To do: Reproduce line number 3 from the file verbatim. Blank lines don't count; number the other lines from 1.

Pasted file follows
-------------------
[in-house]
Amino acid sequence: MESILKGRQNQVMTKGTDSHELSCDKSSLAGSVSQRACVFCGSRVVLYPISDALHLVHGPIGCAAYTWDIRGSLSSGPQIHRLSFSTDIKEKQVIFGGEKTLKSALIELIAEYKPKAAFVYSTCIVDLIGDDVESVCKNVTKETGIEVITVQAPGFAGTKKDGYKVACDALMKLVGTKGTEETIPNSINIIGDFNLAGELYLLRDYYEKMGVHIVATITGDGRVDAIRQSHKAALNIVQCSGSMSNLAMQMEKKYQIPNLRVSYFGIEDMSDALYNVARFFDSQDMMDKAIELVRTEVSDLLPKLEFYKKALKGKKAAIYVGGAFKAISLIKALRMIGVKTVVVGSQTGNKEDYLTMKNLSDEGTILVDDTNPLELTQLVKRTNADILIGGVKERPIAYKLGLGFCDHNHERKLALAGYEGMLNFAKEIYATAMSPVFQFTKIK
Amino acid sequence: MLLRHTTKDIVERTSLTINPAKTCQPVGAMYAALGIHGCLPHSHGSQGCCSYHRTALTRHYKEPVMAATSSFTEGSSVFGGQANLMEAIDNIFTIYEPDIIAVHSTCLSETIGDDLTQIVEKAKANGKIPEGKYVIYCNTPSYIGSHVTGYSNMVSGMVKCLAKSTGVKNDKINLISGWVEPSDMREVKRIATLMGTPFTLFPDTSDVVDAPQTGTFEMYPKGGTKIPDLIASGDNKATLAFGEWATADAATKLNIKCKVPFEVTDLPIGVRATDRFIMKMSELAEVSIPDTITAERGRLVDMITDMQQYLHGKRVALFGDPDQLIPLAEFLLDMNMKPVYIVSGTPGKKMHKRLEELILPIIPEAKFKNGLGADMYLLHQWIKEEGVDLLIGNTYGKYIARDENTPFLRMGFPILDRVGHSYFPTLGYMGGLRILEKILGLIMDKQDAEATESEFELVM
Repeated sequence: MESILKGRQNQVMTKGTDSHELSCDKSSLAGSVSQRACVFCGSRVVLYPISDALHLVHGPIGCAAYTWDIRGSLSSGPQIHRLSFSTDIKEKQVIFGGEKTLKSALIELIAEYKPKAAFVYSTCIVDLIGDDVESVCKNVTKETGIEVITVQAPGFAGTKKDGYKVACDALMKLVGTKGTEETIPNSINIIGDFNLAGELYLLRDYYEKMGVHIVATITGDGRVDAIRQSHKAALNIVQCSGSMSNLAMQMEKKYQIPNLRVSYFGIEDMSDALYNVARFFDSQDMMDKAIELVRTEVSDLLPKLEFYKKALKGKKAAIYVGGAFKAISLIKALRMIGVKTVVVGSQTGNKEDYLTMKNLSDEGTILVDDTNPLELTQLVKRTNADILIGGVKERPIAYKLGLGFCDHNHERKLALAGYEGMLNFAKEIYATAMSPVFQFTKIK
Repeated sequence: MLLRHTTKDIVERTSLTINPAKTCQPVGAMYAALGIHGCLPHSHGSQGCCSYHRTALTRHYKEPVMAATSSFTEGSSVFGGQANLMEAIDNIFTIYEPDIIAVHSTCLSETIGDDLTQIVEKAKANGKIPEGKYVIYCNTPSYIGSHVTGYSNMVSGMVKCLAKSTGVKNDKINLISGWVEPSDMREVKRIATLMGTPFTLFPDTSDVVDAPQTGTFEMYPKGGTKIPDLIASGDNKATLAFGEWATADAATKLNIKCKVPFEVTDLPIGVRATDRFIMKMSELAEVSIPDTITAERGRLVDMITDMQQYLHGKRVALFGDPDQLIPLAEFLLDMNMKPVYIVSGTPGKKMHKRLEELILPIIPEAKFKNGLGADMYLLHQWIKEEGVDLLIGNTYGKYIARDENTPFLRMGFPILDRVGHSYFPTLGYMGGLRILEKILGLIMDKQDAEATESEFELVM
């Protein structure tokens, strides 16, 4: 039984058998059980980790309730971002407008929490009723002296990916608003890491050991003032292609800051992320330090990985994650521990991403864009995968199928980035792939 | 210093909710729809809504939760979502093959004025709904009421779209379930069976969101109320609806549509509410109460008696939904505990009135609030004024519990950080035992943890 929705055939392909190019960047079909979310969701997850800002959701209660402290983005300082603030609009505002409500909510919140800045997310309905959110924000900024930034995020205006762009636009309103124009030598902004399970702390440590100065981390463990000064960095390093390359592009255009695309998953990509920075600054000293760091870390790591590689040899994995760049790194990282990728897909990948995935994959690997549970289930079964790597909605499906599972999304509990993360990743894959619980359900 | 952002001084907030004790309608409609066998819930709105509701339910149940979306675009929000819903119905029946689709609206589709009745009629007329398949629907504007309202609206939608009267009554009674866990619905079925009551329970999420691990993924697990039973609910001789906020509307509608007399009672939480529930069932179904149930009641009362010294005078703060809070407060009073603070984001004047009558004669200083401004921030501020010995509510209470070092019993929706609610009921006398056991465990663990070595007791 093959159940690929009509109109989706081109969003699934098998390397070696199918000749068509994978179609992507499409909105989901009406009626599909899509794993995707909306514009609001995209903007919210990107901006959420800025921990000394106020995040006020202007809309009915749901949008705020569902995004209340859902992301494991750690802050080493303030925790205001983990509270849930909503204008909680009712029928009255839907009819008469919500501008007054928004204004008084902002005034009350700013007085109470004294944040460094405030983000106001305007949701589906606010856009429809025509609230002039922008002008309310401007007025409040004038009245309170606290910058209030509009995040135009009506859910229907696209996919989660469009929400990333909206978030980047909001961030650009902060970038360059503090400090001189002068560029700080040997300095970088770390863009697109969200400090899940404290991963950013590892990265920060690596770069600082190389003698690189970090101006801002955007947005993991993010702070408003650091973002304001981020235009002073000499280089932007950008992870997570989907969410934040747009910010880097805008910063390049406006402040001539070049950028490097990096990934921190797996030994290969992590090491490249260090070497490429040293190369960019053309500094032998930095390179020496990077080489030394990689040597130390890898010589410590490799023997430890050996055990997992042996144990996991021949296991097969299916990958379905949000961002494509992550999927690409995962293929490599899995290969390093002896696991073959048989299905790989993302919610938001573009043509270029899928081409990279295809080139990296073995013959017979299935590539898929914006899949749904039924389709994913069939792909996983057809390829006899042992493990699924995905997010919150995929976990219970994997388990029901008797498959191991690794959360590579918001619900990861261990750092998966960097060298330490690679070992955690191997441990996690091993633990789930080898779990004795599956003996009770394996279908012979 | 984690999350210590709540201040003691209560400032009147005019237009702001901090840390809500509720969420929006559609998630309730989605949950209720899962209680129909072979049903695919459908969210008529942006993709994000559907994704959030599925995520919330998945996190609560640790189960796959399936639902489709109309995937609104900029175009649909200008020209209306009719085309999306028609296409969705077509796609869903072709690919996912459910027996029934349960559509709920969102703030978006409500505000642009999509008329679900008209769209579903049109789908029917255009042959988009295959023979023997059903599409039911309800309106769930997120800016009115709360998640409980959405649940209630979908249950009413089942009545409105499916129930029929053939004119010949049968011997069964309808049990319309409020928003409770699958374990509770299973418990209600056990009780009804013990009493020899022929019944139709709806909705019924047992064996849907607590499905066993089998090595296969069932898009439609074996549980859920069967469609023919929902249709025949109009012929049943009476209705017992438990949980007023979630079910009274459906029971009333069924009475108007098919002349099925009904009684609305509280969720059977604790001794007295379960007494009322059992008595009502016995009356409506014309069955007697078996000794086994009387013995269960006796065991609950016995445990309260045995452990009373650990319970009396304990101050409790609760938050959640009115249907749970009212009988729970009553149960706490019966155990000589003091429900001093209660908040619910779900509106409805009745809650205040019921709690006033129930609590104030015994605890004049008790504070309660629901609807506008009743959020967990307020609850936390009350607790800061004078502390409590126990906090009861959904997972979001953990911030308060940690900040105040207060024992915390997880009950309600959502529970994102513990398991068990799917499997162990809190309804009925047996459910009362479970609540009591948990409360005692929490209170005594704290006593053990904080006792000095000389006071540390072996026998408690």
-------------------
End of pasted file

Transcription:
Amino acid sequence: MLLRHTTKDIVERTSLTINPAKTCQPVGAMYAALGIHGCLPHSHGSQGCCSYHRTALTRHYKEPVMAATSSFTEGSSVFGGQANLMEAIDNIFTIYEPDIIAVHSTCLSETIGDDLTQIVEKAKANGKIPEGKYVIYCNTPSYIGSHVTGYSNMVSGMVKCLAKSTGVKNDKINLISGWVEPSDMREVKRIATLMGTPFTLFPDTSDVVDAPQTGTFEMYPKGGTKIPDLIASGDNKATLAFGEWATADAATKLNIKCKVPFEVTDLPIGVRATDRFIMKMSELAEVSIPDTITAERGRLVDMITDMQQYLHGKRVALFGDPDQLIPLAEFLLDMNMKPVYIVSGTPGKKMHKRLEELILPIIPEAKFKNGLGADMYLLHQWIKEEGVDLLIGNTYGKYIARDENTPFLRMGFPILDRVGHSYFPTLGYMGGLRILEKILGLIMDKQDAEATESEFELVM